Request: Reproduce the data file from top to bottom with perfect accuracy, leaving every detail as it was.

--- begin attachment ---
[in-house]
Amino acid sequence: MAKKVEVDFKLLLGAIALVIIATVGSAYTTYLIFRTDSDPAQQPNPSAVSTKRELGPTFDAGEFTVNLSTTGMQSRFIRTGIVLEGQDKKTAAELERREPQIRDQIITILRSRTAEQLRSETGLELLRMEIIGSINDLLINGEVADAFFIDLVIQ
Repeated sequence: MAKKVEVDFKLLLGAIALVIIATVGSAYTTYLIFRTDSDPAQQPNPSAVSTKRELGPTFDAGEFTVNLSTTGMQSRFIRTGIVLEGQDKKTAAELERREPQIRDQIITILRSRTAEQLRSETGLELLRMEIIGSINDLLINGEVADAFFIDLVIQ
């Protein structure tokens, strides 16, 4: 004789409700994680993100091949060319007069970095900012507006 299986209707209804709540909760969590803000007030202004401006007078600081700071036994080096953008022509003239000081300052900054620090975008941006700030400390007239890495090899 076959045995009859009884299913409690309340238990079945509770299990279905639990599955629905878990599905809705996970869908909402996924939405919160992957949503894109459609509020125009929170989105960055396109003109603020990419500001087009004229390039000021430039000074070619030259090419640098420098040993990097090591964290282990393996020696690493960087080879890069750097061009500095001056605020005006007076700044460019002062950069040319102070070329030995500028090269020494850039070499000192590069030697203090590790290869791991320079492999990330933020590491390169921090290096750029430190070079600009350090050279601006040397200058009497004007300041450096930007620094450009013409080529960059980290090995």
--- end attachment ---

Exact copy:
[in-house]
Amino acid sequence: MAKKVEVDFKLLLGAIALVIIATVGSAYTTYLIFRTDSDPAQQPNPSAVSTKRELGPTFDAGEFTVNLSTTGMQSRFIRTGIVLEGQDKKTAAELERREPQIRDQIITILRSRTAEQLRSETGLELLRMEIIGSINDLLINGEVADAFFIDLVIQ
Repeated sequence: MAKKVEVDFKLLLGAIALVIIATVGSAYTTYLIFRTDSDPAQQPNPSAVSTKRELGPTFDAGEFTVNLSTTGMQSRFIRTGIVLEGQDKKTAAELERREPQIRDQIITILRSRTAEQLRSETGLELLRMEIIGSINDLLINGEVADAFFIDLVIQ
């Protein structure tokens, strides 16, 4: 004789409700994680993100091949060319007069970095900012507006 299986209707209804709540909760969590803000007030202004401006007078600081700071036994080096953008022509003239000081300052900054620090975008941006700030400390007239890495090899 076959045995009859009884299913409690309340238990079945509770299990279905639990599955629905878990599905809705996970869908909402996924939405919160992957949503894109459609509020125009929170989105960055396109003109603020990419500001087009004229390039000021430039000074070619030259090419640098420098040993990097090591964290282990393996020696690493960087080879890069750097061009500095001056605020005006007076700044460019002062950069040319102070070329030995500028090269020494850039070499000192590069030697203090590790290869791991320079492999990330933020590491390169921090290096750029430190070079600009350090050279601006040397200058009497004007300041450096930007620094450009013409080529960059980290090995």